Janelle Monáe is a musician, model, and actor. But these are just words, and how can words contain someone who seems closer to a force of nature than a person in the world who gets up, brushes her teeth, and commutes to work? Monáe's charisma, talents, and work make it hard to imagine her in daily life. This was the task Monáe's Women's March speech set to accomplish: breaking through her own considerable aura of glamour and making us see her as a woman just like anyone else, while simultaneously encouraging us to see ourselves as just as special and as worthy of defense and rights as anyone at the top of the pile.
This is exactly what makes reading or watching Monáe's speech your self-care homework for the day. It's nearly impossible to get to the end of it without feeling a little teary, a lot inspired, and ready to carry on the fight that we're all going to have to engage in for the next four years. Monáe opened the speech on a note of optimism, "Hello, future." She told the crowd about her descendants: “My grandmother was a sharecropper, she picked cotton in Aberdeen, Mississippi” she said. “My mother was a janitor... and I am here in their honor.”
Because it's so touching, you can read more of the speech below:
"I just want to say I want to remind you that it was woman that gave you Dr. Luther Martin King Jr., it was woman that gave you Malcolm X, and according to the Bible, it was a woman that gave you Jesus. Don’t you ever forget it and we must remind them, those who are abusing their power, that is what I am here today to march against: the abuse of power. I want to say to the LGBTQ community, my fellow brothers and sisters; to immigrants, my fellow brothers and sisters; to women: continue to embrace the things that make you unique, even if it makes others uncomfortable. You are enough. And whenever you feel in doubt, whenever you want to give up, you must always remember to pick freedom over fear."
And because the words of wisdom just kept coming, Monáe continued,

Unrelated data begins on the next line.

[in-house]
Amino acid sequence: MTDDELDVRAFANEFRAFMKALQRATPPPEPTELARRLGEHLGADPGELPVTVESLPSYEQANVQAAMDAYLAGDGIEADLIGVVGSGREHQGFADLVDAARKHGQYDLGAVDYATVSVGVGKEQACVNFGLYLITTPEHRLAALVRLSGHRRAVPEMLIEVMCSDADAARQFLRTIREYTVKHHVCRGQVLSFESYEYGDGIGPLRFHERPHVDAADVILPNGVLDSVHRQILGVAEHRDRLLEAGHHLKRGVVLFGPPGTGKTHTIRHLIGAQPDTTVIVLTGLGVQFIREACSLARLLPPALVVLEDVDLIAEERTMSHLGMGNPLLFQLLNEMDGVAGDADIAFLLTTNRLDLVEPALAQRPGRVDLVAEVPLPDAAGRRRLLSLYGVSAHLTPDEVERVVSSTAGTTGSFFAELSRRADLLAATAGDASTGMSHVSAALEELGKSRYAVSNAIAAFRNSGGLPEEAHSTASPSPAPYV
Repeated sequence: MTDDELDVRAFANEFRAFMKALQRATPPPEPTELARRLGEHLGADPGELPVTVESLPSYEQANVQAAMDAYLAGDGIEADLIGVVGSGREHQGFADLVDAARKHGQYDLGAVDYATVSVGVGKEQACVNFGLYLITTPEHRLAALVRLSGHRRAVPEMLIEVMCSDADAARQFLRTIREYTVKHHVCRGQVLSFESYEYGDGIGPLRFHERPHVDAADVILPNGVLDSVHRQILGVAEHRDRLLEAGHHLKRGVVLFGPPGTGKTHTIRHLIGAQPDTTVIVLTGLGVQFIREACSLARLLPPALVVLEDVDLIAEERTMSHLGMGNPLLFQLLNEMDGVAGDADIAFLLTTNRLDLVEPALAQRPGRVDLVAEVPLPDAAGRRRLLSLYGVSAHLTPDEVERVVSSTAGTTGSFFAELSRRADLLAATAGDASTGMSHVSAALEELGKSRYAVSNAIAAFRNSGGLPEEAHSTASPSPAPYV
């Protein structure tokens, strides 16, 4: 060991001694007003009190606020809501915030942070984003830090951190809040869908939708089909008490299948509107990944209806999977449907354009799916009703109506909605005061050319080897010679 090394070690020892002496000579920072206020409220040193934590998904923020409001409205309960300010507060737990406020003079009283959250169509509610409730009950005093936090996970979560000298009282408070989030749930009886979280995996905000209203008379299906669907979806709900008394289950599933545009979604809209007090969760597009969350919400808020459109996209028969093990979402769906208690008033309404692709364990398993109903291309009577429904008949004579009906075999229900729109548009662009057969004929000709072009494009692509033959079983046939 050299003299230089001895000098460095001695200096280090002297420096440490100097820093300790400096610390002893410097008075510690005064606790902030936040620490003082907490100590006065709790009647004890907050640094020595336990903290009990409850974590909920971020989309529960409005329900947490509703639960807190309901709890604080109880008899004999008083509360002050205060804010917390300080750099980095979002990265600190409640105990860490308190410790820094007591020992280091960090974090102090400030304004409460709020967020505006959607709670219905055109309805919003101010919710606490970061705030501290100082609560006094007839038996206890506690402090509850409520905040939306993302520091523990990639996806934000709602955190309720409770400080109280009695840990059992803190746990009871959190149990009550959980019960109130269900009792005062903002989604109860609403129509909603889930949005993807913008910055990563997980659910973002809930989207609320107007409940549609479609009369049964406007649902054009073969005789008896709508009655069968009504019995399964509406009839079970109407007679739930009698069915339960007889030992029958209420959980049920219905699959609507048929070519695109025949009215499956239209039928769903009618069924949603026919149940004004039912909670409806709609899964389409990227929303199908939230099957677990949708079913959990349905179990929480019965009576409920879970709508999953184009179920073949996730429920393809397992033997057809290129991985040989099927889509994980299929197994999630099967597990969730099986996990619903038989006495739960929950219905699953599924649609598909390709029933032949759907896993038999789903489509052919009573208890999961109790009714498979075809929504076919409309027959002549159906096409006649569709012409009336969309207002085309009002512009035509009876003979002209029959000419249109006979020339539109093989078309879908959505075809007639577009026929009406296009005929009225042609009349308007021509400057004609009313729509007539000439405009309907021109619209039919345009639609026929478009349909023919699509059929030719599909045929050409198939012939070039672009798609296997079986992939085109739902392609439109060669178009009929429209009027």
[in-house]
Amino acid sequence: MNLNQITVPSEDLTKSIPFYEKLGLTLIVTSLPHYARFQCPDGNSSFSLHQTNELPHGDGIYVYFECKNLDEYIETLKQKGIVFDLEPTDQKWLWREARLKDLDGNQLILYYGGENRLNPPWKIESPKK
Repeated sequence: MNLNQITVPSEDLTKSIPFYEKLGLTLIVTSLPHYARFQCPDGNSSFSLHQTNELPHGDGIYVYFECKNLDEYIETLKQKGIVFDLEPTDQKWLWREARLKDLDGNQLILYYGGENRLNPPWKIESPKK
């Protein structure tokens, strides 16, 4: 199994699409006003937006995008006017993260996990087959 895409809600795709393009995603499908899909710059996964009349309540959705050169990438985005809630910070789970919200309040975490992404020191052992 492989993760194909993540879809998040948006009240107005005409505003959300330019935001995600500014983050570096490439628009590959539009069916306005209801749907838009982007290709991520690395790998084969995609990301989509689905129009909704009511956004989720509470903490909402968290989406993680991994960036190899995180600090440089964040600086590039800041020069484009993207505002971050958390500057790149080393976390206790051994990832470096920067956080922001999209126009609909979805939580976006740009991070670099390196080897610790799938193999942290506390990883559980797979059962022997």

"I come here again as an American and as a woman, not as an artist, when I go home I have the same concerns, when I see bullies trying to bully you, just know that I am upset about it and it does not go unnoticed, the things that are happening from Washington to even other Americans abusing their power and abusing others will be hidden no more. Women will be hidden no more. We will not remain hidden figures, we have names, we are complete human beings, and they cannot police us, so get off our areolas, get off our vaginas, again, we birthed this nation and we can unbirth a nation if we choose, we can stop completely if we choose, this is about unity."
That Monáe, a skilled songwriter, is lyrical and powerful in her choice of words is not a surprise. Nor is her composure as a public speaker. She's used to both the eye of the camera and the eye of the crowd being trained on her. But how moving her speech was after a day packed with emotional speeches was a revelation. The way it moved fluidly from the abuse of power in Washington to the abuse of power "that has also happened on the ground in the police force," which then surged into a demand for the crowd to become "one living breathing organism" via a call-and-response song, coaxed goosebumps to the surface on the back of my neck.
Watching Monáe call "Sandra Bland," the name of the 28-year-old woman who was arrested for a minor traffic violation and later found hanging in her cell, or the crowd calling back "Serenade" before Monáe segued into "Hell You Talmbout" joined by the mothers of Trayvon Martin, Mohamed Bah, Eric Garner, Dontre Hamilton, and Jordan Davis, it was clear that Monáe had no intention of letting the march become too general in its terms. Her speech implied that the injustices that have taken place over the past few years were all interlinked, tying back into the "abusing" of power.
So, if you rewatch any part of the Women's March, make it this one. Monáe's speech is too deep, too smart, and too thought-provoking to watch just the once.